PORTLAND – The Dennehy family checked the hockey schedule and looked at the calendar. Clarkson in Portland to play the University of Maine? They could do the two-hour drive Saturday. Easy.

Sure beat the all-day trek to Potsdam, N.Y., where the Clarkson campus is located and where 21-year-old Brian Dennehy is a senior and a fan. “You haven’t been to a college hockey game until you’ve been to Clarkson,” he said. Louder than loud. No empty seats.

So why are you and your folks at the Cumberland County Civic Center? You live outside Foxborough, Mass. Nothing better to do two days after Thanksgiving?

Mom, dad and their son turned their disbelieving eyes on me. Because Clarkson was playing Maine, which, in their minds, meant this was a very big game.

Oh. I must have been listening to the critics of Maine Coach Tim Whitehead for longer than I realized. The Maine hockey brand may take a beating in Orono, but the farther you travel down the interstate, the perception of hockey rot changes.

“Hockey programs have their ups and downs,” said Tim Cashell of North Yarmouth, sitting with 10-year-old twin sons Cameron and Curtis. “(Maine) will be back. You’ve got to support the team in good times and bad times.”

Oh. Maine hasn’t been back to the NCAA tournament in a few years. Its last national championship was in 1999, or before Cashell’s sons were born. Cashell is a youth hockey coach.

“Things go in cycles. I like the hockey Maine plays.”

Oh. I wandered away, approaching other strangers for my typically unscientific poll and hearing variations of the same answers. Maine once stood with Boston College, Boston University and New Hampshire as the elite of the Hockey East. Maine is no longer elite.

But in Brian Dennehy’s mind, Maine can beat the elite. Just not as consistently as it once did.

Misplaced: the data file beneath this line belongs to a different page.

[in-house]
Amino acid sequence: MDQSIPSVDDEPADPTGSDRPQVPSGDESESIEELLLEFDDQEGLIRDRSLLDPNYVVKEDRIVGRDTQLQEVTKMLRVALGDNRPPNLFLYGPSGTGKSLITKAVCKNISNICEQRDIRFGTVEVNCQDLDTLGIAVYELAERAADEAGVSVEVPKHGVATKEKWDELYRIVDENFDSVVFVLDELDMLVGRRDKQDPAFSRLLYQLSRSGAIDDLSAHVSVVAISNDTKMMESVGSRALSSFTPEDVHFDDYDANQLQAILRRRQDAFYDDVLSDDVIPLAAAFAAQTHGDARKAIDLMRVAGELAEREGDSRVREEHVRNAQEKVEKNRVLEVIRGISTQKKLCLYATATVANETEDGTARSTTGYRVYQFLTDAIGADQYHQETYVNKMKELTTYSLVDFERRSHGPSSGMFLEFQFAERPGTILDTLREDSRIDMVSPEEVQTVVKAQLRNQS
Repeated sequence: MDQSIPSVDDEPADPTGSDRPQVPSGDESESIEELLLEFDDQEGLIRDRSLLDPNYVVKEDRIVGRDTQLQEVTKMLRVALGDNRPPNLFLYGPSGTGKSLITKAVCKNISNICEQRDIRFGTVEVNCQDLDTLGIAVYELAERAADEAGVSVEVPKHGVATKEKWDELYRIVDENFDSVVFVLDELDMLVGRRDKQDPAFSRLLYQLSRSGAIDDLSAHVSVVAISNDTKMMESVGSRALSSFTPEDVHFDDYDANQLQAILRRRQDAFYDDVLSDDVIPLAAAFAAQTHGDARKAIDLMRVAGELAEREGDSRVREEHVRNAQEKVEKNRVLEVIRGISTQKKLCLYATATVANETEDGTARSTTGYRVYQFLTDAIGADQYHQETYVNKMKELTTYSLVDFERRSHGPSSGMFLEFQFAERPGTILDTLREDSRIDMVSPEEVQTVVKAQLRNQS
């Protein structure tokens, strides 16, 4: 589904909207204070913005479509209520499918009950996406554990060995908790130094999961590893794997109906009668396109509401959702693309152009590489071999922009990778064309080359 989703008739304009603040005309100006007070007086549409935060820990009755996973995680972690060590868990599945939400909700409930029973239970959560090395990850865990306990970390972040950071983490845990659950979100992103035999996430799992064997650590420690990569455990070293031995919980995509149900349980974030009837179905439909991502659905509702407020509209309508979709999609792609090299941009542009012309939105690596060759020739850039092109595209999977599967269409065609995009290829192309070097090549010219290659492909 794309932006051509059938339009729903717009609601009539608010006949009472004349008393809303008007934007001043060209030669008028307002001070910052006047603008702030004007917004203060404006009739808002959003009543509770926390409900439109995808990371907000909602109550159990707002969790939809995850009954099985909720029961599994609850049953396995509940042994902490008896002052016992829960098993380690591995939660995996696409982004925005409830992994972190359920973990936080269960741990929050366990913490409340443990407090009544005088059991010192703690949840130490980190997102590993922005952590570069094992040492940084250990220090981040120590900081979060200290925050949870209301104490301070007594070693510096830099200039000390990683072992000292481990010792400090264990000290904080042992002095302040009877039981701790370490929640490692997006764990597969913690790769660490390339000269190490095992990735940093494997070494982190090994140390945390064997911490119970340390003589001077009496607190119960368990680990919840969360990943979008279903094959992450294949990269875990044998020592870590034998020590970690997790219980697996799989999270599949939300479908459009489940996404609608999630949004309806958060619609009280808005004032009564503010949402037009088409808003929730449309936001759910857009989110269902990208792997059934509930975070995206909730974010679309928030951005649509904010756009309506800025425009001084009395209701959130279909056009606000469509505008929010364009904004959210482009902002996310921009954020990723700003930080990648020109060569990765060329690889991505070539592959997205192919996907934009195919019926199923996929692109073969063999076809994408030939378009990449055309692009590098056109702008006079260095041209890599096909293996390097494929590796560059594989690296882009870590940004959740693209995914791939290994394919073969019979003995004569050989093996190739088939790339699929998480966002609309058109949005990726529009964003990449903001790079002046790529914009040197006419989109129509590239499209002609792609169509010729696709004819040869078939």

Maine hockey didn’t fill the arena for this game. There were swaths of empty seats in the corners. Rows of four, five or six empty seats elsewhere.

White Thunder Stix with blue University of Maine markings were handed to arriving fans. About two dozen members of the Maine pep band kept the noise coming. A quick Maine lead followed by the trading of goals kept the crowd buzzing.

When Brian Flynn and Will O’Neill led their teammates from the locker room onto the ice, the white sweaters with the blue Maine script meant something. As poorly as the Black Bears played in third periods last season and in games opening this new season, the brand still stands for success.

Maine took a 3-6-2 record into the game and empty seats most likely reflected that. Yet thousands of seats were filled with fans who didn’t find a lot of reasons to visit the concessions.

“The glass is half full,” said Irv Marsters, a Maine supporter who believes the sun shines every day hockey is played. It’s November, he said. Don’t pay so much attention to the record.

“This is a small, quick, blue-collar team,” said Marsters. “Especially around the net. They haven’t found their firepower yet, but they will.

“You’ll see the character when they turn it around and how they come back from this start.”

It’s been a long 15 years or so since Maine played New Hampshire here. A long time since their epics sent temperatures soaring in this building.

Maine didn’t turn the clock back Saturday. It did find its fans again.

Staff Writer Steve Solloway can be contacted at 791-6412 or at:

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